Medical doctors want to help people feel and be well; however, the tools that they have at their disposal are often inadequate to get the job done. Take, for instance, the top ten highest-grossing medications in the United States; research shows that they only help between 1 in 25 to 1 in 4 of the people who take them.

Figure taken from Personalized medicine: Time for one-person trials, Nicholas J. Schork.

In fact, for some drugs, such as statins (which are routinely used to lower cholesterol) as few as 1 in 60 people may benefit.

What this means is that every day, millions of people are taking medications that will not help them. Once more, many of these drugs are actually harmful to many of the people that take them and cause side effect in almost everyone that consumes them.

“How can this be?” is a question we are frequently asked. There are many answers; far too many to cover in a blog. However, from the research that I’ve seen it comes down to a few factors: First, the methods and objectives of medical research are driven mainly by industrial priorities and the fulfillment of regulatory requirements, rather than by how the drugs may beneficially affect people’s lives. Simply said, clinical trials are designed to evaluate drugs rather than patients or diseases. The outcomes of these trials do not really tell us if they will lead to improvements in people’s lives; they tell us whether the drug fits certain criteria, and that criteria is often shaped and dictated by the pharmaceutical industry.

Second, the term efficacy merely means a higher probability of clinical improvement compared with placebo in selected end points that may or may not have any clinical relevance. Take statin drugs for instance: statins have a “number needed to treat (NNT)” – that is, the number of people who have to take a drug in order for one person to benefit – of 60 – meaning 60 people would have to take a statin drug for five years to prevent one person from having a nonfatal heart attack. Not one heart attack death would be prevented. Yet statins are prescribed to millions of people, who then think they are protected. Statins give the illusion of protection from heart attack deaths, but the fact is, the vast majority of people taking them would be much better served by exercising daily and changing their diets.

Third, the vast majority of published drug studies (over 80%) are funded by the pharmaceutical industry and it’s been estimated that over 30% of drug studies are never published – these are presumably the ones that don’t show a benefit. This leads to an incredible bias that makes it appear that medications work better than they actually do. Once more, the marketing budgets of the pharmaceutical industry are larger than the research and development costs (i.e., they spend more money on marketing the drugs than they do on researching and developing them). In addition, the pharmaceutical industry increasingly controls scientific societies and continuing medical education, and they are using this heavy influence as a new marketing strategy – one that has the appearance of scientific validity, but that in actuality is thinly veiled propaganda aimed at increasing their companies stock.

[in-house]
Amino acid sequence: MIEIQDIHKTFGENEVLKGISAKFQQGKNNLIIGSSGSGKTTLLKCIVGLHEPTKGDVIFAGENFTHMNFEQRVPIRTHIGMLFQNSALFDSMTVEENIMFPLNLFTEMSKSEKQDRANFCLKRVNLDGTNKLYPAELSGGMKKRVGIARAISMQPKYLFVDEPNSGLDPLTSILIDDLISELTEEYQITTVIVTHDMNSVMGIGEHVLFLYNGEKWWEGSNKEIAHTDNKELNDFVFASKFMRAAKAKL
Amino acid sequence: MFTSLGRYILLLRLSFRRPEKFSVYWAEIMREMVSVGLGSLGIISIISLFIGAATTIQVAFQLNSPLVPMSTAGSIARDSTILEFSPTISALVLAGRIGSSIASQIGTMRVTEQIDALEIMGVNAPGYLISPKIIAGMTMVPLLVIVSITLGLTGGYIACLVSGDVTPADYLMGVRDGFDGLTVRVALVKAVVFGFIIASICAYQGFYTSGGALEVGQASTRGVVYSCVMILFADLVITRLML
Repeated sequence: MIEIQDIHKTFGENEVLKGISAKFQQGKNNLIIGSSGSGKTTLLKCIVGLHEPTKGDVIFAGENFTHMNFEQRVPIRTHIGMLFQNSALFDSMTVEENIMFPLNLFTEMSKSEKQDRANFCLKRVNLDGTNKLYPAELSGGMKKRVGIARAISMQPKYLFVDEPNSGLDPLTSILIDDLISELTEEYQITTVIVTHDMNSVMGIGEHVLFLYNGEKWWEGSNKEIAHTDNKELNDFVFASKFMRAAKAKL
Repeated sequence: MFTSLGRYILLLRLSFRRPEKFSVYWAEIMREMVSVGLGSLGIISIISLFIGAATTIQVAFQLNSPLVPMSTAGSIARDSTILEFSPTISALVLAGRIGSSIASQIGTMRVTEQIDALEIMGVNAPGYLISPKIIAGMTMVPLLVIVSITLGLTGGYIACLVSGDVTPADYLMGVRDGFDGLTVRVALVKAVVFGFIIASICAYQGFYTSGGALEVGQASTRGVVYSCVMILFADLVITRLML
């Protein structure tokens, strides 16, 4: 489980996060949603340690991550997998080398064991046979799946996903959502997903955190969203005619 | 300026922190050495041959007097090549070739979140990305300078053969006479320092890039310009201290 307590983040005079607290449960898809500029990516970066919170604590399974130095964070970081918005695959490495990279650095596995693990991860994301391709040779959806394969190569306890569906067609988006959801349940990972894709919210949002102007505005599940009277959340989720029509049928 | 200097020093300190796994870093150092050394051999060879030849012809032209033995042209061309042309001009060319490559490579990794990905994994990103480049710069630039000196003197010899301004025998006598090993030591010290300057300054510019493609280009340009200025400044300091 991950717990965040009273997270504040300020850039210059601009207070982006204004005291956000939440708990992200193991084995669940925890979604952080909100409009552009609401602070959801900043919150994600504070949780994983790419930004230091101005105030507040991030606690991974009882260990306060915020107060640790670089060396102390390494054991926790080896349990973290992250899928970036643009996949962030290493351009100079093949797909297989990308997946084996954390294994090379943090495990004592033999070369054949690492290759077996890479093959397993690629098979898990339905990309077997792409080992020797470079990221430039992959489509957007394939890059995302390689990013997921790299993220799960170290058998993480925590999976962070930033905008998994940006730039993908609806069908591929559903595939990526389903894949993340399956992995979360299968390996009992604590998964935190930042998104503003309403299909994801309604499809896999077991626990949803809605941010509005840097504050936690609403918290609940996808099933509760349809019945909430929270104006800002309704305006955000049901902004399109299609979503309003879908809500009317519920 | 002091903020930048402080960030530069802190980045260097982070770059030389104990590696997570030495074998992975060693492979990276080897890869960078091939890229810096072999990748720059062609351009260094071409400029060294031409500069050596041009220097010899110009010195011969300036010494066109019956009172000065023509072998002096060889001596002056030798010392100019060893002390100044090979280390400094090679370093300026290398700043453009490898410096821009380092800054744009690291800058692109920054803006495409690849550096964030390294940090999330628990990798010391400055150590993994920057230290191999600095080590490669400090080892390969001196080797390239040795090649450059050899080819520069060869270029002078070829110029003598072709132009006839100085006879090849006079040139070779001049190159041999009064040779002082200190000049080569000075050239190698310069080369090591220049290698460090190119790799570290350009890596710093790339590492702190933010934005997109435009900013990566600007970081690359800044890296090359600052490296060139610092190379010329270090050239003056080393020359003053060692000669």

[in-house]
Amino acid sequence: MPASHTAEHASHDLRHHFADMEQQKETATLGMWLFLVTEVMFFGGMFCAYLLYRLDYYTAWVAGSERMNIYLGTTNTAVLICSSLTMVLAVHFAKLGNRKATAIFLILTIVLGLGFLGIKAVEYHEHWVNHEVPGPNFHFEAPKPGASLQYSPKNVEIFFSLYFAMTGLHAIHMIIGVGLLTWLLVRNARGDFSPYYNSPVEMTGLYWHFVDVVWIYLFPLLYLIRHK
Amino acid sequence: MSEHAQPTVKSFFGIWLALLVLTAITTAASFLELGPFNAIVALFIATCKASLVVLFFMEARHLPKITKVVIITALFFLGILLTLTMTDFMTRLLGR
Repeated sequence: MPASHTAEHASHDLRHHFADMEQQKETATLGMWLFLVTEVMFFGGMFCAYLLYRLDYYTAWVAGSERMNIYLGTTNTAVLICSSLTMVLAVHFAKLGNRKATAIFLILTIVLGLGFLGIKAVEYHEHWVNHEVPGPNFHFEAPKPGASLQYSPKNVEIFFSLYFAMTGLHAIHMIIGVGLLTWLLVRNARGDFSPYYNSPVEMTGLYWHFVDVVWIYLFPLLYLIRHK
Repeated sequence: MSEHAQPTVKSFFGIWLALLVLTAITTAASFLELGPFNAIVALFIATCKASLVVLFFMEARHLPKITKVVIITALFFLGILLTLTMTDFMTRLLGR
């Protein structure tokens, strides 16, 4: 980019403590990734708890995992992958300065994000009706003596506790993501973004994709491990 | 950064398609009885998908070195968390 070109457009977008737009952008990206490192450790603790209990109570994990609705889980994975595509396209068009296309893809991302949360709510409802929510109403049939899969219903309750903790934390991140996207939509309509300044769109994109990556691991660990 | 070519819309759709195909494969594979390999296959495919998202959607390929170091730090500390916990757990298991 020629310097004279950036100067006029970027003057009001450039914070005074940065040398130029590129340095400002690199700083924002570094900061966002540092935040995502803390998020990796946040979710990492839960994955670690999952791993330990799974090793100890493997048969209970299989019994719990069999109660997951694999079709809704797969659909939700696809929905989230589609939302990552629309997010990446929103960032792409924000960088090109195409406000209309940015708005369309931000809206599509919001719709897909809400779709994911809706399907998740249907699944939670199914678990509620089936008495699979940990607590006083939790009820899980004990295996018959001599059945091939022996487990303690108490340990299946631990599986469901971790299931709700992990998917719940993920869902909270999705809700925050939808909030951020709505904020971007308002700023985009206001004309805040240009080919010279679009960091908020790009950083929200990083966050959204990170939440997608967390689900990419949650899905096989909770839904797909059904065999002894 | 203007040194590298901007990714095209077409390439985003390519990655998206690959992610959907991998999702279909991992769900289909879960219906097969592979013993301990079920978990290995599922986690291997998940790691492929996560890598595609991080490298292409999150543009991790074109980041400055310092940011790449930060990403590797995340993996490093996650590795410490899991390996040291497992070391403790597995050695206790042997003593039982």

Once more, pharmaceutical marketing departments play with numbers to make mountains out of molehills (or nothing at all) – take, for instance, a study in which a control group of 1,000 people taking no heart medication suffered 24 heart attacks over a five-year period, while a group on statins suffered 16 heart attacks over that same period. Because these numbers are so small, even relatively minor differences between the incidence of heart attacks translate into an impressive-sounding difference, when you measure it as a percentage – the so-called relative risk. (Relative risk would mean you take 24-16 = 8 which is the difference in total people that had heart attacks in both groups; to get relative risk, you then divide that number by the total in the placebo group: 8/24 = 0.33 or 33%) Now you’ve got the makings of a pharmaceutical ad campaign: “Statins reduce heart attacks by 33 percent” when in reality, this difference may not even be statistically significant – meaning this difference could have occurred solely by chance. In addition, referring back to point #2 above, even if the statins in this study were responsible for fewer heart attacks, they are non-fatal hear attacks, meaning that not one life was saved due to taking the medication, but everyone that took the drug – all 1000 people – were exposed to the side effects and negative health consequences associated with statin medications.

There are many other reasons one could site for the growing disparity between the use of prescription medication and any improvements those medications may have on a person’s health, but the bottom line is this: most diseases are not a result of a drug deficiency; therefore, taking a medication will not help you eliminate the cause(s) of your condition nor will it help you substantially improve your life.

Find out how you can beneficially influence and address the root causes of what ails you; speak with your naturopathic doctor or other allied integrative care provider and get to work on making real change for the better in your life.




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  3. Currie, G. P., Lee, D. K. & Lipworth, B. J. Drug Saf. 29, 647656 (2006).
  6. Stolley PD, Laporte J-R. The public health, the University, and pharmacoepidemiology. In: Strom BL, editor. Pharmacoepidemiology. Chichester: Wiley; 2000. pp. 75–89.